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What is the appropriate phrase when saying the following sentence?

1) "Quite a long time I have been waiting for her to back"

2) "Quite a long I have been waiting for her to back"

I'm asking this question, because I know about the question "For how long are you here" that is the correct rather that "For how long time are you here"

  • You can say "quite a long time" or "quite long", but not "quite a long" without "time". Either way, that phrase feels unnatural at the beginning of the sentence. I'd say "I have been waiting quite a long time for her to get back", or "I've been waiting quite long for her to get back". – nnnnnn May 22 '16 at 6:59
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If I may be so bold, I would say neither is correct.

Here is what I hear speakers say.

I have been waiting for her to be back for a long time.

I have been waiting for her to be back for quite a while.

In this context, quite and long have the same meaning and would be redundant next to each other.

I hope this helps.

  • 3
    I agree that it's more common in speech for the two clauses to be reversed, but I don't agree that quite and long are redundant. In fact, the two together can be used for emphasis, with either "time" or "while": "I have been waiting for her to come back for quite a long time." "I have been waiting for her to come back for quite a long while." (I will say that "quite a while," w/o the "long", is a common and established idiom.) – WendiKidd Sep 25 '15 at 5:43
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Certain forms of AdjP occur right at the beginning of the NP, before the indefinite article a:

[31] i. a) [How long a delay] will there be? (=> Here How long is an AdjP and in this AdjP the head adjective is long and modifier is how. The noun phrase where this AdjP occurs is How long a time)
[31] ii. b) He'd chosen [too dark a colour] (=> Here too dark is an AdjP and in this AdjP the head adjective is dark and modifier is too. The noun phrase where this AdjP occurs is too dark a colour)

[32] i. a) It seemed [such a bargain]
[32] ii. b) [What a fool] I was.

One type are AdjPs containing how, as, so, too, this or that as modifier, as in [i]. There are two adjectives that can appear by themselves in this position: such and the exclamative word what, shown in [ii].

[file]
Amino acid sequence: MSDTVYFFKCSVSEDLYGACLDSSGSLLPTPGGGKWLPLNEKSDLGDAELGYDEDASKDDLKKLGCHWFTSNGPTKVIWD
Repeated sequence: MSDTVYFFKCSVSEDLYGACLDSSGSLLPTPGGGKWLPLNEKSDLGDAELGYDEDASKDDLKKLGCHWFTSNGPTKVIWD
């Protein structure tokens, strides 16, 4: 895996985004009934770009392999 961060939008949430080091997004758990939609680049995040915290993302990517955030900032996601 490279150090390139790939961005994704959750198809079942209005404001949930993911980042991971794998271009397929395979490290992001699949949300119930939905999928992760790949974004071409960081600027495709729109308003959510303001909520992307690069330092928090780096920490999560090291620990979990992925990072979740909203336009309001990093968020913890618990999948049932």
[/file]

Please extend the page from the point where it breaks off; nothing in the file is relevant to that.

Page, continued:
Source - A Student's Introduction to English Grammar by Rodney Huddleston and Geoffrey K. Pullum

That is why For how long time is incorrect. The correct one is For how long a time.

In your sentence -

Quite a long time I have been waiting ....

Quite there is a PREDETERMINER. And hence it comes before the CENTRAL DETERMINER a.

The noun phrase here is - Quite a long time

The structure of this NP is -

PREDETRMINER + CENTRAL DETERMINER + ADJECTIVE + HEAD NOUN

This is perfectly fine. It's correct to write or say quite a long time. Here it's the NP that is acting as an adverbial without the need of any preposition.

One the other hand the phrase quite a long is incorrect here. This is incorrect because there is no head noun there like it's other version.

In order for this phrase to be correct we need to take out that a. Then it will be an Adverb Phrase. And quite there is an adjective, a modifier to the head adverb - long.

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Source - Macmillan Dictionary

  • The word "time" is not supposed to be without an article before it - like sky, water, and other non-count nouns? ("you wrote is correct to say: "long a time") – Judicious Allure Sep 25 '15 at 3:05
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    @Assiduous No I didn't mean that. All I meant is that it depends on the modifier of the adjective phrase. Please read my answer again, if any problem please ask me. I will try to clarify. – Man_From_India Sep 26 '15 at 8:23

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